We know the missionaries, but who did they talk to?

I bet many of you don’t know Sigismund Koelle. But I also bet that among those of you who know this German missionary of the Church Missionary Society, hardly anyone will know Sam Cole of Freetown. Of course you wouldn’t – the Reverend Koelle was the researcher, and his interlocutor was the informant. So far, so unsurprising.

Sigismund Koelle was a German missionary who spent much time in Sierra Leone from 1845 onwards, at a time when the Fourah Bay College became a hotbed for linguistic research and and turned into a catalytic environment for identity transformations of the African diaspora scholars studying and teaching there – among them Ajayi Crowther, whom I mentioned in an earlier post. In 1854, Koelle published a book entitled Polyglotta Africana, or a comparative vocabulary of nearly three hundred words and phrases, in more than one hundred distinct African languages. The Polyglotta Africana is one of the most comprehensive early sources available for words from a broad range of African languages, all collected in Freetown, which was a place in which many liberated slaves found themselves at the time. What sets Koelle’s work apart from many word lists published by Europeans is the care he took in identifying his sources. They are acknowledged with their names and a short biography, and Koelle also includes their perspectives, rather than just reporting his view on their repertoires and how the languages they reported should be named. Have a look at this statement, describing a group of languages commonly labelled Aku or Yoruba at the time:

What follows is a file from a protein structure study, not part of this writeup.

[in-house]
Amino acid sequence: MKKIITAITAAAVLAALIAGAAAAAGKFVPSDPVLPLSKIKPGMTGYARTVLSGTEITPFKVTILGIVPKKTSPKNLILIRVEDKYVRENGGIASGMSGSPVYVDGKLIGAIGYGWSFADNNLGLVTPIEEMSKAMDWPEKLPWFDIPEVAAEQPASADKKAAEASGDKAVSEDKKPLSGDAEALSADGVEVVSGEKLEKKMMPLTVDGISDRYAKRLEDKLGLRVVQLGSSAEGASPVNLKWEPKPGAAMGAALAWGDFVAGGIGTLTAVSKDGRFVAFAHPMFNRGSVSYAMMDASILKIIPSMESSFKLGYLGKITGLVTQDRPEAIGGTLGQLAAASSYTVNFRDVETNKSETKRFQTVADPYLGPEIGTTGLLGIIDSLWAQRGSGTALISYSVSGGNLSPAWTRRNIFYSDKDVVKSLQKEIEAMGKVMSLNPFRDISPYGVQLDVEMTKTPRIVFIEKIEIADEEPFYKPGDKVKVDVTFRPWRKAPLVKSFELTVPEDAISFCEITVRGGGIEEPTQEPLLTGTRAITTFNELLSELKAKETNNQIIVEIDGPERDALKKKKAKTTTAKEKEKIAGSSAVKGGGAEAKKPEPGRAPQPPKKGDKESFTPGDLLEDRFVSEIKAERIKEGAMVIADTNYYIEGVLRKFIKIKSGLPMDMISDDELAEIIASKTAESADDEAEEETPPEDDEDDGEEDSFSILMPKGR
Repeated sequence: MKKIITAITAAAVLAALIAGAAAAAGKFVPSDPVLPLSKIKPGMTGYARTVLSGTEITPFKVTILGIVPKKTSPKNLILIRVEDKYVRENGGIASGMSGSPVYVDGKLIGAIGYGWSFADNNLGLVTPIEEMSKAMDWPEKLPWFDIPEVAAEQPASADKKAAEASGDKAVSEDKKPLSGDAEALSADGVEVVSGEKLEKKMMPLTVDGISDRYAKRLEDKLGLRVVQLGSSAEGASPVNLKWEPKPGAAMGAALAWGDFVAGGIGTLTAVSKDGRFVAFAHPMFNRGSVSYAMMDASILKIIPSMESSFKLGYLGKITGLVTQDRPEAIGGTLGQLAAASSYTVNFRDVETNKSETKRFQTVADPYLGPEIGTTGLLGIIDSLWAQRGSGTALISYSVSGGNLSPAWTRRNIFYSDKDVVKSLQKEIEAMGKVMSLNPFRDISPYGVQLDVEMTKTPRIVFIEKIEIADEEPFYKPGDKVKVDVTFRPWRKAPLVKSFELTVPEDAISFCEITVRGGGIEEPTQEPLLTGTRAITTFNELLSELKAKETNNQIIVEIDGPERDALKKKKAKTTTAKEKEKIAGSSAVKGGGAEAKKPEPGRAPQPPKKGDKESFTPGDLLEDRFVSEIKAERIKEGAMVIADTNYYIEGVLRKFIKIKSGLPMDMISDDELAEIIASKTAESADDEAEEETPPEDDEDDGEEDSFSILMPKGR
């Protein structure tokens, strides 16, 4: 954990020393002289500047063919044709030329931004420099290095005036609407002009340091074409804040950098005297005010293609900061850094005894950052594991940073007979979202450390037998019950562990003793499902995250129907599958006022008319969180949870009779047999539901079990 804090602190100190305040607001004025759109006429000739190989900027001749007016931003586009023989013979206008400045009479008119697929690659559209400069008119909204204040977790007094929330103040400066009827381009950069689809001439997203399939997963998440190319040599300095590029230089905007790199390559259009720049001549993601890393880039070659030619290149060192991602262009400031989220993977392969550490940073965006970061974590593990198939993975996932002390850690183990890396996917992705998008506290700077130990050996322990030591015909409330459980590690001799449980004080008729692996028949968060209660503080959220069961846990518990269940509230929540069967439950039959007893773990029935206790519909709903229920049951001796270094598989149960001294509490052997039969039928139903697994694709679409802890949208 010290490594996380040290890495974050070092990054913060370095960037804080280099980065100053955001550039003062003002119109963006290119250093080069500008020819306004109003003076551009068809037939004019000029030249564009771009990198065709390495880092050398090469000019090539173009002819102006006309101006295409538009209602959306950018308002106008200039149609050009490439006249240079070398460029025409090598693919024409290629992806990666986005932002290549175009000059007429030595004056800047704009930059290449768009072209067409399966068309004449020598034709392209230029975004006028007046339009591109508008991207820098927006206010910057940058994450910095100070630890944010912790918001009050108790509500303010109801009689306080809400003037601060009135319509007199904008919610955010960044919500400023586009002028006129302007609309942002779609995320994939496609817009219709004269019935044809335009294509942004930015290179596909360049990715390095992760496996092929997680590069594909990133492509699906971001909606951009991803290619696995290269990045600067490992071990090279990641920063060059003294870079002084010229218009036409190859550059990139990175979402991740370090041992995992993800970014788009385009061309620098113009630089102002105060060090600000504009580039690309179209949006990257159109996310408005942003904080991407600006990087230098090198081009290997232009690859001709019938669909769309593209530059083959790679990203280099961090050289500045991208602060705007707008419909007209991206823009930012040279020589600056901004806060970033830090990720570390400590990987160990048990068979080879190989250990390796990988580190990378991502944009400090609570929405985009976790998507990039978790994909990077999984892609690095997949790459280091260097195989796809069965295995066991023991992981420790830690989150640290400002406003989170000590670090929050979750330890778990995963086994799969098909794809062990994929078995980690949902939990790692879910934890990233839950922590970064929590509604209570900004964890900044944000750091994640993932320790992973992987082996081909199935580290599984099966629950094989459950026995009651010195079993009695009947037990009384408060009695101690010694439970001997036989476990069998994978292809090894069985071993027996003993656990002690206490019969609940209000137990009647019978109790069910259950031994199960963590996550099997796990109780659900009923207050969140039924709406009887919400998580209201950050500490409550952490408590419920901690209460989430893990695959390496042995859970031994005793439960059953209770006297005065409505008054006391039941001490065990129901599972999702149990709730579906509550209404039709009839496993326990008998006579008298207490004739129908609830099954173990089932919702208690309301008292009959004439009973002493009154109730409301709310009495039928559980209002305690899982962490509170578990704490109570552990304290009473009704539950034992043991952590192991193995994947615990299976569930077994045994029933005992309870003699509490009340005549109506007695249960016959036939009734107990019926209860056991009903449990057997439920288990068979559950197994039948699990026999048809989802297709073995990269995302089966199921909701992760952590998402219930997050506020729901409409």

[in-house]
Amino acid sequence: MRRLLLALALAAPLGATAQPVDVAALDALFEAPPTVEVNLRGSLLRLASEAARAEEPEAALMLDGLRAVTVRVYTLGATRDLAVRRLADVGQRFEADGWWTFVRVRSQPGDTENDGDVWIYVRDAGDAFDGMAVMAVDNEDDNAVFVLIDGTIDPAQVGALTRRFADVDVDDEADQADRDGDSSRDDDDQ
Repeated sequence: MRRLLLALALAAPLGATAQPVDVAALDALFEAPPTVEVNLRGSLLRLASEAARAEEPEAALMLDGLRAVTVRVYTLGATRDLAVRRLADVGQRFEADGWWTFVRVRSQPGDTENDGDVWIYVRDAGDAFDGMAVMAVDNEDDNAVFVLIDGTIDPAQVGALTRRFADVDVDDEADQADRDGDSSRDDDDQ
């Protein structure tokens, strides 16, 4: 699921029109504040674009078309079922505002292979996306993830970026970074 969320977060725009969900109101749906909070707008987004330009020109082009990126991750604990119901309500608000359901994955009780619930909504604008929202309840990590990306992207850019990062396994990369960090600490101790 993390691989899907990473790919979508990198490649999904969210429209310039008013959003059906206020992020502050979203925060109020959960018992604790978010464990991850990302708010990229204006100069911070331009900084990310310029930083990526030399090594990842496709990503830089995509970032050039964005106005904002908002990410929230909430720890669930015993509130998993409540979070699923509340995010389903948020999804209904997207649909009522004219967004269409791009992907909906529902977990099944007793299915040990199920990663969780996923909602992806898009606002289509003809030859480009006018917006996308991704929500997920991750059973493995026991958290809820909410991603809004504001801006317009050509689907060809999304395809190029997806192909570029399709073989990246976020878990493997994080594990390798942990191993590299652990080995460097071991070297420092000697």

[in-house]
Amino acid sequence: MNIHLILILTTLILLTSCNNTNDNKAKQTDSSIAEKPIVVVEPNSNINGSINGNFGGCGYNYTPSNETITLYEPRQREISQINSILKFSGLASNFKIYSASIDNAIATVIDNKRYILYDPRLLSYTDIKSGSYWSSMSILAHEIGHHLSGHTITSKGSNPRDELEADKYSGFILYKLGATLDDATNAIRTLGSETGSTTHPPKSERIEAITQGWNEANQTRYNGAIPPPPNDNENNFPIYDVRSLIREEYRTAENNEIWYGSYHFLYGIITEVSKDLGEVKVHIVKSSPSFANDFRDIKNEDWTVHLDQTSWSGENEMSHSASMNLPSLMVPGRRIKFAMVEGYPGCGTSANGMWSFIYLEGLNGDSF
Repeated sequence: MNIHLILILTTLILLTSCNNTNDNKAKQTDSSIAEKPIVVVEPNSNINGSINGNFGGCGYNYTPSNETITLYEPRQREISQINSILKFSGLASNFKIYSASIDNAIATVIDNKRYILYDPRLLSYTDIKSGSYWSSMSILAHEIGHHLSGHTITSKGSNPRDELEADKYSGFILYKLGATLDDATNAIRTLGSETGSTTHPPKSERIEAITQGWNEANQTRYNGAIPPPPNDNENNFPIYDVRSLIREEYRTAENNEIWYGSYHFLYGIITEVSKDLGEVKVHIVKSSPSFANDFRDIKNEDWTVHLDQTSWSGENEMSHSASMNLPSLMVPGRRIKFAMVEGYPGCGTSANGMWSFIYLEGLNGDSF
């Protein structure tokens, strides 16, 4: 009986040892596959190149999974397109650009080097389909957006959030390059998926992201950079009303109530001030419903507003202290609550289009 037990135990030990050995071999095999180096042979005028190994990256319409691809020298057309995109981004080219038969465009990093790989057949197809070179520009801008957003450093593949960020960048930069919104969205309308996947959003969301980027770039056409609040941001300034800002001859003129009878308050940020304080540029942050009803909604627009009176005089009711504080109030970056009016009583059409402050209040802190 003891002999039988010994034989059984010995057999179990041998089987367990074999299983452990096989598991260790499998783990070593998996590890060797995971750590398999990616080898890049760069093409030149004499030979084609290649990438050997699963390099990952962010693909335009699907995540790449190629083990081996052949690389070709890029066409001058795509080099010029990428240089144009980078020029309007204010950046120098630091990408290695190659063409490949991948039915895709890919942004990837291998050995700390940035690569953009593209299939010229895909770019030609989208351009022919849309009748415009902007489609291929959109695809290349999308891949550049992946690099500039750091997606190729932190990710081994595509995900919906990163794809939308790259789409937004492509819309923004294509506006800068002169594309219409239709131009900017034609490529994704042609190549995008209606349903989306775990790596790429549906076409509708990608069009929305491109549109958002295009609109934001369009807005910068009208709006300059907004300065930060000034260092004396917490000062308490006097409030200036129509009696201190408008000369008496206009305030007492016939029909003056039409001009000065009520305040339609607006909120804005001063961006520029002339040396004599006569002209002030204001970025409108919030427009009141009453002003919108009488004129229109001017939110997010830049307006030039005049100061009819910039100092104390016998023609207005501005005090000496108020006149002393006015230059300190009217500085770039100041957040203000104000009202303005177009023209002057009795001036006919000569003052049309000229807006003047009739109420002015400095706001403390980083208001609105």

Koelle on the problematic designations “Aku” and “Yoruba” (Koelle 1854: 5)

Rather than superimposing an outsider’s perspective on the classification of words offered by his interlocutors, Koelle tolerates variation, and deviation from the label that will become, under the influence of Yoruba diaspora nationalists like Crowther, the glossonym that will ultimately take precedence over more localised identities expressed in local language names and create a new ethnolinguistic identity through the activities of diaspora nationalists. Koelle lists 14 different ways of speaking, only one of them called Yoruba, and describes where the individuals who offered information on them came from, what their trajectories were, and how they themselves named the registers they reported. And here is the information given by Sam Cole:

Koelle’s biographical information on Sam Cole (Koelle 1854: 5)

I will have more to say on Koelle’s African collaborators, and how later linguists interpreted the information they offere. Stay tuned!